Wheat Allergies

Wheat is the staple of majority of American diets. But due to the recent furor about wheat allergies and its potentially deadly consequences, people have been randomly taking out these foods from their diet to the detriment of their own health.

It should be noted, however, that wheat allergies are extremely rare. In fact, it is one of the rarest of all food allergies. Many claim that the allergic reactions are triggered by a protein, called gluten, found in wheat. When a person allergic to gluten encounters this protein, his immune system overreacts by producing huge amounts of antibodies, causing symptoms like stomach upset, eczema, hay fever, asthma, and even fatal anaphylaxis.

There are several methods by which you can control the symptoms of wheat allergies, but the best choice remains to be strict avoidance of wheat and wheat products. People who are allergic to wheat should avoid wheat all together and be vigilant in the kind of foods they eat.

Here are some tips to help you control wheat allergies:

Check the Label


When buying foods off grocery stores or food shops, be sure to check the label containing the list of ingredients used in making the product. Many processed foods, including ice cream and catsup, may contain wheat flour. And even if you’ve been using that product for some time now, don’t forego checking the label. Many manufacturers change their recipes occasionally, and a food that triggers your wheat allergies may be added to the new recipe.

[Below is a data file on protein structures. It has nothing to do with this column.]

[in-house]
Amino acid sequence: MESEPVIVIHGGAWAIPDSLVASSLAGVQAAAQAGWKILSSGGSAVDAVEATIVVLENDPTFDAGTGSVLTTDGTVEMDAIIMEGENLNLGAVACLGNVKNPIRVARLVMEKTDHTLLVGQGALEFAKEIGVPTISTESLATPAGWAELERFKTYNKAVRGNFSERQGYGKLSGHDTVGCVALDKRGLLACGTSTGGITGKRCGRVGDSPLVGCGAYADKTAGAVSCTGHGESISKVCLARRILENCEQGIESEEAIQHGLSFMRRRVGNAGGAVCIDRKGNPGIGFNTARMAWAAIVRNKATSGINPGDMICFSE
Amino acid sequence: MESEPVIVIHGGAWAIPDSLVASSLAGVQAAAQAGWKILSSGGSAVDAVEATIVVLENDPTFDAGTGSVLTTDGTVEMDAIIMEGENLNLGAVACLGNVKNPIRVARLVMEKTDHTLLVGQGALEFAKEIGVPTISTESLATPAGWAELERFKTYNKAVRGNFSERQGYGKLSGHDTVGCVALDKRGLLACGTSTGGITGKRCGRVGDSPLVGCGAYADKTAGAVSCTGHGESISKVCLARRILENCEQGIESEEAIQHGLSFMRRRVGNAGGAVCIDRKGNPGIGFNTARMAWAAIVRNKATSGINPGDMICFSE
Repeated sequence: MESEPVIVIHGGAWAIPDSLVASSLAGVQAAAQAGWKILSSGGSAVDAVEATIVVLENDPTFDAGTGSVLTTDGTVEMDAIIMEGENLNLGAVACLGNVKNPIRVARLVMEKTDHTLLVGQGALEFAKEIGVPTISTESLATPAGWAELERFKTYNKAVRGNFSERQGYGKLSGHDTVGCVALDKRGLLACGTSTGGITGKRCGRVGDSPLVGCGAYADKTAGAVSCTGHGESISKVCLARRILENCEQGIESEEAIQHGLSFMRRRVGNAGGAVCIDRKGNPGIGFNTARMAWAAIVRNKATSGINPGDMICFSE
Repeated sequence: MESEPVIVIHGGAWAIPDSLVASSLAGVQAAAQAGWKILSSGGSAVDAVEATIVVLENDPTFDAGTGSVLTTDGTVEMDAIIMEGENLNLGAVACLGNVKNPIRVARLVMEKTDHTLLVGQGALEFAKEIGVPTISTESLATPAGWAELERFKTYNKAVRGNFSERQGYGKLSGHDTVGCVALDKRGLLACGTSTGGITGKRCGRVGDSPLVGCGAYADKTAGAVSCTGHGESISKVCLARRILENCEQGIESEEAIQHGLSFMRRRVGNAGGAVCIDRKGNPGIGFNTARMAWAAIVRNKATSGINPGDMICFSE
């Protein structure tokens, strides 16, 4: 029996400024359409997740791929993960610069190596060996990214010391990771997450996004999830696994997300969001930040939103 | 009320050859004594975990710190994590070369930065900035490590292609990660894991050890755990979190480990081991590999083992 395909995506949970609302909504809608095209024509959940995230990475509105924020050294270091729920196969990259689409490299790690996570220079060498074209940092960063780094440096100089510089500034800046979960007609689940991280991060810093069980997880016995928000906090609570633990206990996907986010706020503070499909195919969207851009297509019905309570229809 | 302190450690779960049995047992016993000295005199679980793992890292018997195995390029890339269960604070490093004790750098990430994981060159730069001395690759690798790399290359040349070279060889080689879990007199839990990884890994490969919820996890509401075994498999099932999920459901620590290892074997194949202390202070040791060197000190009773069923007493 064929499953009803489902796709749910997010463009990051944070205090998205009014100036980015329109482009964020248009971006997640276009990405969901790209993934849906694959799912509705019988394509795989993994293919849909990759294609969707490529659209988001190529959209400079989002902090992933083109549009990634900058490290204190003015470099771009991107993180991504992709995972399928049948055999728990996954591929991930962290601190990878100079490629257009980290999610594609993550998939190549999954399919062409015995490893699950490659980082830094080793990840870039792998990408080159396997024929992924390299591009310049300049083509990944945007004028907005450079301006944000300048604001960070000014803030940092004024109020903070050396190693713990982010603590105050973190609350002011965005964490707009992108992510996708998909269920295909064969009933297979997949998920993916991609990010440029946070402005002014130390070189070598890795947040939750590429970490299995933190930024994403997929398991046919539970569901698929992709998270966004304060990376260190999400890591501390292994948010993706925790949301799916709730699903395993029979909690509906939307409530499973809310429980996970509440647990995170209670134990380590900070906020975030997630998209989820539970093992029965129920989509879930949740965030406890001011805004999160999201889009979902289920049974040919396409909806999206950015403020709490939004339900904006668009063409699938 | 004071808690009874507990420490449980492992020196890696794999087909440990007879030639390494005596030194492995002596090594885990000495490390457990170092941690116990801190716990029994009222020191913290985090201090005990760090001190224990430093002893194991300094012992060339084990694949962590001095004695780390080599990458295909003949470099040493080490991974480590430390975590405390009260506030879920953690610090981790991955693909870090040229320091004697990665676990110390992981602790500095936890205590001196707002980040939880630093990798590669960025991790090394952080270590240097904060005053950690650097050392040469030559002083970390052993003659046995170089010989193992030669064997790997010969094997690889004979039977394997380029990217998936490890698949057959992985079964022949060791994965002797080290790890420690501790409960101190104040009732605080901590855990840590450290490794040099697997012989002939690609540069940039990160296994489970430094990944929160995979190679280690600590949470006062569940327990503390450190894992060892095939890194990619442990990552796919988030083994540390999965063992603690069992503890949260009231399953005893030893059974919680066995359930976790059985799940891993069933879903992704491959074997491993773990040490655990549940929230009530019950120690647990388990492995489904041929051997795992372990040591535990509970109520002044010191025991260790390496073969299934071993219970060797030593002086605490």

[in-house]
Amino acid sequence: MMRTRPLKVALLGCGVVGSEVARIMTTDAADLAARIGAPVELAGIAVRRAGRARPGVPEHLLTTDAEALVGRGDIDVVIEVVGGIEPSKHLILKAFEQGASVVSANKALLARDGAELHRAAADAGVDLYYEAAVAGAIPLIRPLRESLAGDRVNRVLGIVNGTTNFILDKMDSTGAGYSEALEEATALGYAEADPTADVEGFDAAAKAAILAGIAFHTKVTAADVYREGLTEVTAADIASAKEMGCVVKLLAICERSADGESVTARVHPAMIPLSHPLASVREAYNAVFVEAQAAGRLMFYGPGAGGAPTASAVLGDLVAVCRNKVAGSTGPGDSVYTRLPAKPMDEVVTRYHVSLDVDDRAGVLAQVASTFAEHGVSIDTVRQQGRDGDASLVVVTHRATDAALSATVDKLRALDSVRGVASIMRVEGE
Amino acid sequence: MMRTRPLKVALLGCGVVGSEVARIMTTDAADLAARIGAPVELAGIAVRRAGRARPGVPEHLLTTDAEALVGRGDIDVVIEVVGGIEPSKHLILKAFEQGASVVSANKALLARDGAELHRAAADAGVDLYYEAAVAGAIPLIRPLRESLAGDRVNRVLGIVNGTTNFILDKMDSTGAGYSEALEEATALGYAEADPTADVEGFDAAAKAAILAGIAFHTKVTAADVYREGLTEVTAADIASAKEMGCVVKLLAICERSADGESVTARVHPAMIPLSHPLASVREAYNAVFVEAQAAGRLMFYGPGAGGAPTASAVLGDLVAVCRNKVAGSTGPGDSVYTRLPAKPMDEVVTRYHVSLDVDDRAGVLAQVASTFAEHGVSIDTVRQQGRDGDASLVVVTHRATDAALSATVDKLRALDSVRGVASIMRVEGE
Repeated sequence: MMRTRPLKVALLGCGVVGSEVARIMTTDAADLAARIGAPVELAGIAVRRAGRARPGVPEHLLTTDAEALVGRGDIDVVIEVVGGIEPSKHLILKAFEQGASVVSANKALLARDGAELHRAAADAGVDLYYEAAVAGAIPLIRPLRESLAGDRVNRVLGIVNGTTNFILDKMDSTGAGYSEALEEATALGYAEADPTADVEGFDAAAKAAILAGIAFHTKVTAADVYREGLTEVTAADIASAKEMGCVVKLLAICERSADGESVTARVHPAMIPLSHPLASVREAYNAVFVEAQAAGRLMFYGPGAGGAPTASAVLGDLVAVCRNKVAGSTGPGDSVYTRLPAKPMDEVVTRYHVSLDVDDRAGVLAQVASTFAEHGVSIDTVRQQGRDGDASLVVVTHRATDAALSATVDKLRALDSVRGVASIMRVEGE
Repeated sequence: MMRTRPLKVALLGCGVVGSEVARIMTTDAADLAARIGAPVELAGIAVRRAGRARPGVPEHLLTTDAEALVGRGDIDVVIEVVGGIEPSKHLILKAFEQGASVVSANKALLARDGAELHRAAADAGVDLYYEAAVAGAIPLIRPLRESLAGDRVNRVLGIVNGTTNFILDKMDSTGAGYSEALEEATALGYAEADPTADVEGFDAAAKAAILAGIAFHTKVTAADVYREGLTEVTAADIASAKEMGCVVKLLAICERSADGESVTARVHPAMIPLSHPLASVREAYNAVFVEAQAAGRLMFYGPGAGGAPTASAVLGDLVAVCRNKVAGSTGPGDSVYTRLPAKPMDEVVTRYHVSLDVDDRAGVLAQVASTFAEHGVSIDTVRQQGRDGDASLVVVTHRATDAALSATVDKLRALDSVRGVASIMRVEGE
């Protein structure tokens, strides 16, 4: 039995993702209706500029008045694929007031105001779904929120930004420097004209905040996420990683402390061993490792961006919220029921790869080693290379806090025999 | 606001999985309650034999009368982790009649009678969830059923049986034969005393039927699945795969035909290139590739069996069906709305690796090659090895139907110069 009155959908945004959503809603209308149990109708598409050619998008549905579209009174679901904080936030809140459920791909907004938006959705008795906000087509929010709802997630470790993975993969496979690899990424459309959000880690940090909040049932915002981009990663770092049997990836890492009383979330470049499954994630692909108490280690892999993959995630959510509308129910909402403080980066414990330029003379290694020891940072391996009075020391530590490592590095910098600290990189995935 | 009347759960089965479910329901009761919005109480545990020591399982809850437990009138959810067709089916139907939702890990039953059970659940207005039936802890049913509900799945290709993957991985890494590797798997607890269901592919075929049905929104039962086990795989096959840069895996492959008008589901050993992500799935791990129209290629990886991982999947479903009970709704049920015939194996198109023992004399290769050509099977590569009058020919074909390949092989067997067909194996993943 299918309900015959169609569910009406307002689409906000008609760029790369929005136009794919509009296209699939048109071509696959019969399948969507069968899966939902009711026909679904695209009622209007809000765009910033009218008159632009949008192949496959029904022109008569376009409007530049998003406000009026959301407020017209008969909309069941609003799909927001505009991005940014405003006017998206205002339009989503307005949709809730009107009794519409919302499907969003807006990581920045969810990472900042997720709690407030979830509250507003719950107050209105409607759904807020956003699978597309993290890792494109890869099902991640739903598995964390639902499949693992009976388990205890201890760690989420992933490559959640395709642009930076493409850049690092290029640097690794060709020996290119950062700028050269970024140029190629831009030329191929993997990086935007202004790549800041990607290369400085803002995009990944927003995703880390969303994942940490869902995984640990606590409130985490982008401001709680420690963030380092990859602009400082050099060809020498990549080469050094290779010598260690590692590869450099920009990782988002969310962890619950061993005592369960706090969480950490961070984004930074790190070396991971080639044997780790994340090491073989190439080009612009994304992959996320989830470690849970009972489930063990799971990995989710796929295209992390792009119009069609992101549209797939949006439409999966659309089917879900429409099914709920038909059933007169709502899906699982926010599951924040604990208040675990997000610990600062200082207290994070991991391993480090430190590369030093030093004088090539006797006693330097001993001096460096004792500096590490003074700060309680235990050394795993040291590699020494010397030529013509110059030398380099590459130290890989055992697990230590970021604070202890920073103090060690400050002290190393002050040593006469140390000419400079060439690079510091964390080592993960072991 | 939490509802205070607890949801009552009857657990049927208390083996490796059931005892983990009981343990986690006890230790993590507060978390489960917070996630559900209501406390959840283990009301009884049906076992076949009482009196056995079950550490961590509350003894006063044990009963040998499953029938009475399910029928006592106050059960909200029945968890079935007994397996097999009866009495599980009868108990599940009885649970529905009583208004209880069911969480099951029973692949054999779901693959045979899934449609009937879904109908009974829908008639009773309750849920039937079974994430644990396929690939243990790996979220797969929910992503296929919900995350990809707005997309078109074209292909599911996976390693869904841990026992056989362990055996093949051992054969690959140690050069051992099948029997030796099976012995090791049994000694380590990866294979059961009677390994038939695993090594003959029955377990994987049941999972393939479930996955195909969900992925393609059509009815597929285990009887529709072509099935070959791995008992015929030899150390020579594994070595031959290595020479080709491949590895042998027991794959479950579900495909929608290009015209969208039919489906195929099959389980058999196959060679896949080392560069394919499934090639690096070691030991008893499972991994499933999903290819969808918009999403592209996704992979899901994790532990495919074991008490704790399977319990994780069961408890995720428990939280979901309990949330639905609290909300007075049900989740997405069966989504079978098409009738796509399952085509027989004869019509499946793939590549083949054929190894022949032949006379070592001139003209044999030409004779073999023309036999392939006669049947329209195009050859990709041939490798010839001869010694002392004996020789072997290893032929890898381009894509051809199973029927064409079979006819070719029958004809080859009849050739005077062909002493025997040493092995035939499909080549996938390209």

Avoid Wheat-Containing Foods

This is actually easier said than done. Humans have been eating wheat for millennia and to suddenly stop now just to avoid getting wheat allergies may lead to drastic changes in your diet which may do you more harm than good. It is particularly difficult to avoid wheat-containing foods. In addition, modern food processing methods use various forms of wheat in hundreds, if not thousands of foods.

A wheat-free diet is very restricted. And if you’re highly allergic to wheat, you will have to restrict yourself with unprocessed fruit, vegetables, meat, poultry, fish, eggs, milk and dairy products, nuts, fats and oils.

Below are examples of products and foods that may contain wheat and ones you ought to avoid:

  • Breads, cookies, cakes, and other baked goods (gluten, gelatinized starch, whole wheat or enriched flour)
  • Bread crumbs (hydrolyzed vegetable protein, high gluten flour, and high protein flour)
  • Crackers (brain, vital gluten)
  • Cereals (wheat bran, farina)
  • Acker meal (wheat germ, graham flour)
  • Couscous (wheat gluten, bulgur)
  • Cracker meal (vegetable gum, durum)
  • Pasta (vegetable starch)
  • Spelt
  • Semolina
  • Wheat malt
  • Wheat starch
  • Modified starch
  • Starch

Get Vitamin Supplements


The main problem that wheat allergic people are facing now is vitamin deficiency caused by the absence of wheat in their diet. Cereals and breads are important sources of dietary fiber, vitamins, especially the B vitamins and minerals. To make sure that you do not develop deficiencies if you have cut all wheat-containing foods out of your diet, it is advised that you consult a clinical dietician for supplements you may take.